Why Obama and Romney Have Chinese Investments

Is there no patriotism left, even in the White House?

At the second presidential debate, President Barack Obama pointed out that Mitt Romney's gilded pension includes investments in China, which some people consider to be America's economic arch-rival. Then Romney charged that Obama was guilty of the same sin. "Mr. President, have you looked at your pension?" Romney taunted. "You also have investments in Chinese companies."

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Obama parried the question by joking about the diminutive size of his pension, compared with Romney's. But he didn't deny Romney's assertion, for good reason: Virtually every American with a retirement plan or investment portfolio has a stake in the Chinese economy, whether they realize it or not.

I analyzed my own 401(k) plan (which is a great deal smaller than even Obama's pension) to get a sense of my own investments in China. Like most Americans, I've never directly bought shares in a Chinese company. A breakdown of my plan by Fidelity, which manages it, reveals that the majority of my pension is invested in domestic stocks, through mutual funds. Much of that is invested in an index fund meant to mimic the S&P 500 stock index. Three percent of my pension is invested in foreign stocks, which was news to me until I looked it up. Other than that, there's no indication of Chinese investments.

Until I look deeper, that is. My modest portfolio includes stock in iconic American companies like Apple, Exxon Mobil, Microsoft, General Electric, Google and IBM. Uh-oh. It's well-known that Apple contracts out its assembly work to companies such as Foxconn, a huge Chinese employer that has been accused of abusive labor practices. I checked GE's annual report, and while GE doesn't break out its holdings by country, it does say that "Pacific Basin" revenue accounts for 16 percent of total sales, and that revenue in China grew by 28 percent in 2011.

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General Motors, another company represented in any S&P 500 index fund, is more forthcoming. Its annual report reveals that it sold 2.5 million vehicles in China in 2011, making it No.1 in market share. GM earned $3.2 billion in profit in China, on sales of $30.5 billion. Hey, that's not bad!

Oh, but wait, I'm supposed to be outraged by that, and dump my mutually owned GM stock, along with the shares of any other company that does business in China.

There's only one problem with that: It's virtually impossible to do. The global economy has become so interconnected that nearly all big companies have foreign operations, and China's rapid growth makes it a market that's too big to ignore. The companies in the S&P 500 index -- which are all American -- get roughly 40 percent of their revenue from overseas, a portion that will probably rise in the future, since many foreign markets are growing much faster than the U.S. economy.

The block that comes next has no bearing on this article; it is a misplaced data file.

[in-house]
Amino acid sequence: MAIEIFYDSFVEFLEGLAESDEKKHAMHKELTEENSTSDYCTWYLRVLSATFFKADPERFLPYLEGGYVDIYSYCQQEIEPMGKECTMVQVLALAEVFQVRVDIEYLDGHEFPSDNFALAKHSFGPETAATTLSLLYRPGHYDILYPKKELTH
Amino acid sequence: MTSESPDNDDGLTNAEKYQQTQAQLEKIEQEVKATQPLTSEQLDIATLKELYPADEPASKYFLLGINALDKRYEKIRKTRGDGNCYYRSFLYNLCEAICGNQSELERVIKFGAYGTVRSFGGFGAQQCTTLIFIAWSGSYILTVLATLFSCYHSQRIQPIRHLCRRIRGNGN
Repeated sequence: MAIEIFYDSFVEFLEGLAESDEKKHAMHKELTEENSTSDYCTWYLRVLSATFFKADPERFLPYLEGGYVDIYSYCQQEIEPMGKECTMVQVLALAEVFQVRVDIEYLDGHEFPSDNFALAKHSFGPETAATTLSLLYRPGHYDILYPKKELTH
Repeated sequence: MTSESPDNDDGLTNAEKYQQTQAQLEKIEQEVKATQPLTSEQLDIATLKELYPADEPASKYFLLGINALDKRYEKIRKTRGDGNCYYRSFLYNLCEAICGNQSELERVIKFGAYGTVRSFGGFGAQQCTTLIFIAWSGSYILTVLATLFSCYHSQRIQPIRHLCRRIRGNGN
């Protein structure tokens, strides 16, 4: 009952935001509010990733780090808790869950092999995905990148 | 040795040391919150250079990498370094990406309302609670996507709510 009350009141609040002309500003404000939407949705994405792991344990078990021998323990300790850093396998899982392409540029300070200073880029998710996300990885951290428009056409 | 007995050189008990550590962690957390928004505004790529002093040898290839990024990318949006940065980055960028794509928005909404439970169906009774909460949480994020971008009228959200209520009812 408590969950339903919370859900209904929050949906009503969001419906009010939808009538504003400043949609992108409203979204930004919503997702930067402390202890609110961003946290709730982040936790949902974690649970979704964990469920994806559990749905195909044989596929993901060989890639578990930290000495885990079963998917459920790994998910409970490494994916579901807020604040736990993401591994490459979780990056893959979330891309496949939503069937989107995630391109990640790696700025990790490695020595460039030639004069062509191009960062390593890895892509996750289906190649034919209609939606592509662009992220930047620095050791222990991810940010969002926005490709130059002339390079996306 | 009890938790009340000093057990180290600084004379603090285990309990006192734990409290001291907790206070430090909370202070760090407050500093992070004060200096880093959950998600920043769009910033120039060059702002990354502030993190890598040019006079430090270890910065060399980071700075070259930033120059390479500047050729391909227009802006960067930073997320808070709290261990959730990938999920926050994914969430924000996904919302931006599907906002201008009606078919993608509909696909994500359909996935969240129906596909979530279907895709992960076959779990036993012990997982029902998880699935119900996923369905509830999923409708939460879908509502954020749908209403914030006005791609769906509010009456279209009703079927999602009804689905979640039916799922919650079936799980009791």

Big companies tend to be circumspect about their business dealings in places like China. On one hand, they need to let investors know they're in the game there, since it's one of the world's fastest-growing markets. But they're also reluctant to draw unnecessary attention to their China operations. IBM's latest annual filing with the Securities and Exchange Commission only contains the word "China" three times, for instance, which seems pretty odd for a huge company that earned 24 percent of its revenue from the "Asia Pacific" region. (The word "global," which appears more than 60 times in that filing, seems to serve the purpose.)

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Patriotic investors who manage their own portfolios could try to target assets that seem more purely American. Many U.S. healthcare firms, for instance, tend to earn most or all of their revenue domestically, since healthcare by its nature is a local business. But most healthcare firms still buy equipment or supplies that are made in China. That leaves Treasuries and other U.S. government securities. But this sort of approach could be costly, since it ignores a basic dictum of investing: Diversify. It could also generate poor returns, since some foreign economies are growing a lot faster than the mature U.S. market.

Americans who aren't fortunate enough to have a pension or investment portfolio may feel a bit more patriotic, if only by default. But they patronize China if they've ever shopped at Wal-Mart, Target, or any major retailer, for that matter. Chinese-made goods are everywhere, and while the shift in manufacturing to China has clearly cost some U.S. jobs, it has also helped lower the cost of many products, from everyday items like shoes and shirts to electronics, appliances and automobiles. That's one of the big reasons annual inflation hasn't risen above 4 percent once over the last two decades.

Presidential candidates routinely bash China while they're running for office, then take a more pragmatic approach toward this controversial, yet indispensable, nation once they actually have to govern. So don't expect either of this year's candidates to sell his China holdings. You probably shouldn't, either.

Rick Newman is the author of Rebounders: How Winners Pivot From Setback To Success. Follow him on Twitter: @rickjnewman.